Melanie Mercer writes powerfully and eloquently about her life as an Indigenous woman who was adopted and raised by white parents of European descent.

Indigenous Studies

Dearest Canada: A Letter from your Daughter, by Melanie Mercer

July 01, 2020

From the FASS Archives: this article was originally published on June 21, 2018

In Dearest Canada: A Letter from your Daughter, Melanie Mercer writes powerfully and eloquently about her life as an Indigenous woman who was adopted and raised by white parents of European descent.

The letter (published in its entirety below) is an emotional tour de force and response to Stó:lō writer Lee Maracle’s equally powerful book of essays, My Conversations with Canadians. Maracle’s book questioned the historical and ongoing assimilationist policies of Canada and her book earned the 2018 Blue Metropolis First Peoples Literary Prize.

Mercer wrote it in 2018 as part of an assignment for First Nations Studies 222: Introduction to Public Policy. Dr. Jeannie Morgan, the instructor, submitted the essay to the Blue Metropolis student essay contest on Mercer’s behalf and it won top prize.

Dearest Canada: A Letter from your Daughter

In Response to an excerpt from Lee Maracle’s “My Conversation with Canadians”

By Melanie Mercer

I can hear you, Canada; do you hear me? I am a lost daughter of “your” Indigenous peoples. There was a time when I was proud to be of you; no longer. I have become aware, despite your attempts to silence the darkness in your past, of what you have done. Your actions and inactions have broken me and I am struggling to rebuild my self-worth and reclaim my identity as an Indigenous woman. There was a time when I diligently abided by your narrative: that I was lucky to be out of my primitive culture, with its promiscuous women and violent men, its rampant substance abuse and perpetual poverty. I was blessed; I was lucky; those words burn in my brain like a cold flame, inciting both fury and despair.

I did grow up blessed. I had a room of my own, with boy band posters and a bunk bed; dinner was always at five o’clock and lunch was always from Mom, with love; soccer was on Sundays, no time for church, but always time for a coffee run with Dad. The perfect Canadian family. I was lucky to have parents who encouraged and instilled pride in my ancestral heritage. Mom made sure I was enrolled in “Aboriginal Program” in elementary school, so I would have somewhere to escape to and ask all the questions she could not answer. But even then, I did not belong. You see, Canada, I was adopted and the other children were not; I did not know where I was from, the other children did. Once again, O Canada, the divisions placed upon us by your outsider law transferred to my peers; No status, not “Indian”. White Family, not “Indian”. Just alone.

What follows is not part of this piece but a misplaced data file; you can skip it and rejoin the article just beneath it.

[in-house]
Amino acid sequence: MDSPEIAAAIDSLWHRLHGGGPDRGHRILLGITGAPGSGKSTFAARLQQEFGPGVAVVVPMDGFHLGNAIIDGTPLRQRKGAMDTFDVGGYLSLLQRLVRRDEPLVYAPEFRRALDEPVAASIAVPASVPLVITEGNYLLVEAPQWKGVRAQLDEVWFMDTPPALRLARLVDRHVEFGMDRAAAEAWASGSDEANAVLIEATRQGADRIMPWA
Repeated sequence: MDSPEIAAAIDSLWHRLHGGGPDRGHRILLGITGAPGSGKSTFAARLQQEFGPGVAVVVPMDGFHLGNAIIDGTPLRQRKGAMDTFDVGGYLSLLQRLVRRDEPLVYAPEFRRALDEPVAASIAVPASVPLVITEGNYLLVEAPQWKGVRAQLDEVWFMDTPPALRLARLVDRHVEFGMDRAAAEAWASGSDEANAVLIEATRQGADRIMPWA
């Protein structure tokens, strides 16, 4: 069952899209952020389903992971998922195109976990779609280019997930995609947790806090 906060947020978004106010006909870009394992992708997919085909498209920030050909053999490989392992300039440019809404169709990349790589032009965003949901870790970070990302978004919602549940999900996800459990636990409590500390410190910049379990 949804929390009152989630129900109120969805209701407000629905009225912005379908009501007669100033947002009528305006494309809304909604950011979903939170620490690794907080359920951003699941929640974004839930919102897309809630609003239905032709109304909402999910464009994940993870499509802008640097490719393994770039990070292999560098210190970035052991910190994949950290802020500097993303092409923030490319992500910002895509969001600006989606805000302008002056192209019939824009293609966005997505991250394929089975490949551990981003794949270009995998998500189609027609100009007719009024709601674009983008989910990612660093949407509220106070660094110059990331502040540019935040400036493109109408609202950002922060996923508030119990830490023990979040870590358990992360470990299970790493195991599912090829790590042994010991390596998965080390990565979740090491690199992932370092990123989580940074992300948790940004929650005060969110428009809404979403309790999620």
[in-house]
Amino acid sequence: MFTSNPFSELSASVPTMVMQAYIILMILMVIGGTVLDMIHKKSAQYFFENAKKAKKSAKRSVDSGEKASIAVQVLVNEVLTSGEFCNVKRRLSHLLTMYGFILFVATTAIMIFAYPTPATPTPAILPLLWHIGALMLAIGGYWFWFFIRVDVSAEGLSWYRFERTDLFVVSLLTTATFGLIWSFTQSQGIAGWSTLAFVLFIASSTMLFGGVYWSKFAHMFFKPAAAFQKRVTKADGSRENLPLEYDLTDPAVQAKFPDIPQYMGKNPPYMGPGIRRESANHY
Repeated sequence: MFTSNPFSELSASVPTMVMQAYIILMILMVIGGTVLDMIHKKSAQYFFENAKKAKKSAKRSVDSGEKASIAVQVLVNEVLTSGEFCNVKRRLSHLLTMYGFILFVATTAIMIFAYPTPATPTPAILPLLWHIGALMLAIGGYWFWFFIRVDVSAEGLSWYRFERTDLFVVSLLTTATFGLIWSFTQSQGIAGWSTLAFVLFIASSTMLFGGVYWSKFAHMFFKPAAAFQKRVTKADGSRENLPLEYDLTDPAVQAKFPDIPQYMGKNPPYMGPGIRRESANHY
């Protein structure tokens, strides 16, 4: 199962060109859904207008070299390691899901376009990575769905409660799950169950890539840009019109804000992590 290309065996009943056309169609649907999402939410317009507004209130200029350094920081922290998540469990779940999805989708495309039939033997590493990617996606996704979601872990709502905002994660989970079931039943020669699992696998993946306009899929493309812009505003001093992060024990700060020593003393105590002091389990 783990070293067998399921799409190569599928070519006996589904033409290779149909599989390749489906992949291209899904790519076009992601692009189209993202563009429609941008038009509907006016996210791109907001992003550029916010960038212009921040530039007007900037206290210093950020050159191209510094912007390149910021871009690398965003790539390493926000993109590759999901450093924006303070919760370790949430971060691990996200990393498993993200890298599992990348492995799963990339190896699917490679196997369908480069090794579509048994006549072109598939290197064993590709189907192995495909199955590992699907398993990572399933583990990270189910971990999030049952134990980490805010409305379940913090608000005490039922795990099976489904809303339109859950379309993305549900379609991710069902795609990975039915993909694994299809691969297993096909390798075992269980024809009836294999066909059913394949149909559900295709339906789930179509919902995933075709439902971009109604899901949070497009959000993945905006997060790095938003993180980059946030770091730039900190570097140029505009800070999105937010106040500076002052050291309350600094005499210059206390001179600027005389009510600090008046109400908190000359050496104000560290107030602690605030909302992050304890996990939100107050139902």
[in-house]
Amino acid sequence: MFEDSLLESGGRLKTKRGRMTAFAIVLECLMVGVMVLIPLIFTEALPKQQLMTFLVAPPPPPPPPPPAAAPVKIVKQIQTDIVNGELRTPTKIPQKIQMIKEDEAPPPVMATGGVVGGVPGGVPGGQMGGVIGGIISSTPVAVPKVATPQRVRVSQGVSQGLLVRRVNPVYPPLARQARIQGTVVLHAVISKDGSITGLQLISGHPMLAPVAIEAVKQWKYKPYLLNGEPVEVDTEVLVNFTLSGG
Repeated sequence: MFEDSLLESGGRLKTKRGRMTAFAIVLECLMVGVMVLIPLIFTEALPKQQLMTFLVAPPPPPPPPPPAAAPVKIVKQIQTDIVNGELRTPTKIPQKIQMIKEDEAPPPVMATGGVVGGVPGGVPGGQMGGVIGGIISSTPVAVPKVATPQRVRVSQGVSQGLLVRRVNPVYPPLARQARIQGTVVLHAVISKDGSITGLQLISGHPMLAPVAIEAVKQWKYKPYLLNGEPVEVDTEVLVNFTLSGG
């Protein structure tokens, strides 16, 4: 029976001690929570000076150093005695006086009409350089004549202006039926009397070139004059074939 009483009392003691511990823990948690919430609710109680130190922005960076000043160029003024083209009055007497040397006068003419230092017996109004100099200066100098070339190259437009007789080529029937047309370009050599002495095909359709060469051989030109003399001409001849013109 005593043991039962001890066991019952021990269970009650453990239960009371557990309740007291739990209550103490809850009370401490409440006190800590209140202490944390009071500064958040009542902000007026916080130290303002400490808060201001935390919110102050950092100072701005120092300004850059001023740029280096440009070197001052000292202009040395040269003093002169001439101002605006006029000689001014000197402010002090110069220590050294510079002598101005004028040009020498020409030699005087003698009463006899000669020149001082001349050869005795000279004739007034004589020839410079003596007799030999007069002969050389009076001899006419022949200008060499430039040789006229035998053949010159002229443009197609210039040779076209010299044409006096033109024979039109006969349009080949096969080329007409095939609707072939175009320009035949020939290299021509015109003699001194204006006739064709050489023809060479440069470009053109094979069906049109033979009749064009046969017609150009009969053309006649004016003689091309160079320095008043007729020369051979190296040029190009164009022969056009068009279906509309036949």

Are you listening now, Canada? I am not the only one. There are thousands of lost children from “your” Indigenous Nations scattered across the provinces. Many of us are trapped in homes that cannot begin to fathom the depths of our confusion or the tears in our hearts. I have been studying you, Canada, and I am disappointed to say that even those whom I hold nearest to my soul cannot begin comprehend the magnitude of what has been done. I feel like you have won, for if my closest friends and family refuse to see the truth in our shared history, then why should anyone else? My curse evolved, not only am I an Indigenous woman without “indigeneity” as outlined in your stereotypes, I am an educated Indigenous woman with no clear path back to culture, land, and identity.

You can see, Canada, many in my life celebrate my assimilation while simultaneously cursing your residential school policy, while crying foul against the sixties scoop. It is the perfect case of innocent ignorance, of being unable to see where the experiences overlap. Instead of seeing an individual robbed of cultural identity, they choose to see someone who has avoided a life of hardship and poverty through being thoroughly exposed to Euro-Canadian society and values. How is that fair, sweet Canada? Our nations were to be partners, walking side-by-side, sharing in our triumphs and failures. Lee Maracle laments,

…nor do the treaties say we do not get to be ourselves. Most of the treaties attest to our right to hunt and fish. And they accord us education rights. Some promise us homes, others say ‘the canoe will never be empty’, and at least one says treaty payments will go up as income from the land secessions rise. There could be no hunting or fishing guarantees unless the treaty makers had recognized our original freedom of access to our ancestral lands. They show that we had the absolute right to continue to provide for our lineages. (pg 5)

Dearest Canada, you are all I have ever known. I wish you were who you made yourself out to be on the world stage; I believed for so long that you were just and kind. Now, I just see a wolf in sheep’s clothing, who made fools of a good-natured people, and attempted to steal the future from their next generations. While I may be the perfect example of “taking the Indian out of the child”, perhaps your creators could not comprehend that, maybe, the child would try to “take the Indian back.”